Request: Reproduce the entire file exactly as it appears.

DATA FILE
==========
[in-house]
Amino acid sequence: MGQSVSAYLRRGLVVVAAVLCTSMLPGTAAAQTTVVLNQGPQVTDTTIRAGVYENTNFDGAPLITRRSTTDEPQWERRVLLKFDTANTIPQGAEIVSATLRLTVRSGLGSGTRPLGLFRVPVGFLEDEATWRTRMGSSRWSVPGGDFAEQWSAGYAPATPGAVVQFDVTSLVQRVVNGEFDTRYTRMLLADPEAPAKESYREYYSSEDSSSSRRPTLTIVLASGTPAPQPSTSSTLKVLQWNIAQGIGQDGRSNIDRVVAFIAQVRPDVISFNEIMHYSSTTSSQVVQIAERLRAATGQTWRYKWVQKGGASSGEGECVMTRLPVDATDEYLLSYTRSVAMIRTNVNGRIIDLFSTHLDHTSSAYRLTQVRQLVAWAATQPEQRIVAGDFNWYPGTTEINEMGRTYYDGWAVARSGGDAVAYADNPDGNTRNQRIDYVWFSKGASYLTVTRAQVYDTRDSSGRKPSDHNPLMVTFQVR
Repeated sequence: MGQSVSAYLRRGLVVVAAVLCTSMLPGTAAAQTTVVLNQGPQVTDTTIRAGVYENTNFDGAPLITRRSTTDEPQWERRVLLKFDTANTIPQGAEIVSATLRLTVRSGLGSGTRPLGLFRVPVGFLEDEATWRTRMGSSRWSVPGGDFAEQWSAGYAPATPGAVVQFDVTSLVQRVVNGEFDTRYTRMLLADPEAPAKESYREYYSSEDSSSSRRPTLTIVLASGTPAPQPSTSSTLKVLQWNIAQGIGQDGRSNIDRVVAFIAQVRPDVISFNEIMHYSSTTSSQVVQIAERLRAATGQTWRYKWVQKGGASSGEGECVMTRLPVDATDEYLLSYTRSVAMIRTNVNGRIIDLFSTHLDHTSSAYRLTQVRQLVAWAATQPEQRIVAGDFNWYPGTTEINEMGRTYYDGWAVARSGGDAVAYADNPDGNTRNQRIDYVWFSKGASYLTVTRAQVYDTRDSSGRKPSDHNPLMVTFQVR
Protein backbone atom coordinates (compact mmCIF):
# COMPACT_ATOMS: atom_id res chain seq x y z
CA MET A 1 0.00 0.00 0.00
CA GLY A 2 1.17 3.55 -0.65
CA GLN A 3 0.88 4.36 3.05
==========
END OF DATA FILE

[in-house]
Amino acid sequence: MGQSVSAYLRRGLVVVAAVLCTSMLPGTAAAQTTVVLNQGPQVTDTTIRAGVYENTNFDGAPLITRRSTTDEPQWERRVLLKFDTANTIPQGAEIVSATLRLTVRSGLGSGTRPLGLFRVPVGFLEDEATWRTRMGSSRWSVPGGDFAEQWSAGYAPATPGAVVQFDVTSLVQRVVNGEFDTRYTRMLLADPEAPAKESYREYYSSEDSSSSRRPTLTIVLASGTPAPQPSTSSTLKVLQWNIAQGIGQDGRSNIDRVVAFIAQVRPDVISFNEIMHYSSTTSSQVVQIAERLRAATGQTWRYKWVQKGGASSGEGECVMTRLPVDATDEYLLSYTRSVAMIRTNVNGRIIDLFSTHLDHTSSAYRLTQVRQLVAWAATQPEQRIVAGDFNWYPGTTEINEMGRTYYDGWAVARSGGDAVAYADNPDGNTRNQRIDYVWFSKGASYLTVTRAQVYDTRDSSGRKPSDHNPLMVTFQVR
Repeated sequence: MGQSVSAYLRRGLVVVAAVLCTSMLPGTAAAQTTVVLNQGPQVTDTTIRAGVYENTNFDGAPLITRRSTTDEPQWERRVLLKFDTANTIPQGAEIVSATLRLTVRSGLGSGTRPLGLFRVPVGFLEDEATWRTRMGSSRWSVPGGDFAEQWSAGYAPATPGAVVQFDVTSLVQRVVNGEFDTRYTRMLLADPEAPAKESYREYYSSEDSSSSRRPTLTIVLASGTPAPQPSTSSTLKVLQWNIAQGIGQDGRSNIDRVVAFIAQVRPDVISFNEIMHYSSTTSSQVVQIAERLRAATGQTWRYKWVQKGGASSGEGECVMTRLPVDATDEYLLSYTRSVAMIRTNVNGRIIDLFSTHLDHTSSAYRLTQVRQLVAWAATQPEQRIVAGDFNWYPGTTEINEMGRTYYDGWAVARSGGDAVAYADNPDGNTRNQRIDYVWFSKGASYLTVTRAQVYDTRDSSGRKPSDHNPLMVTFQVR
Protein backbone atom coordinates (compact mmCIF):
# COMPACT_ATOMS: atom_id res chain seq x y z
CA MET A 1 0.00 0.00 0.00
CA GLY A 2 1.17 3.55 -0.65
CA GLN A 3 0.88 4.36 3.05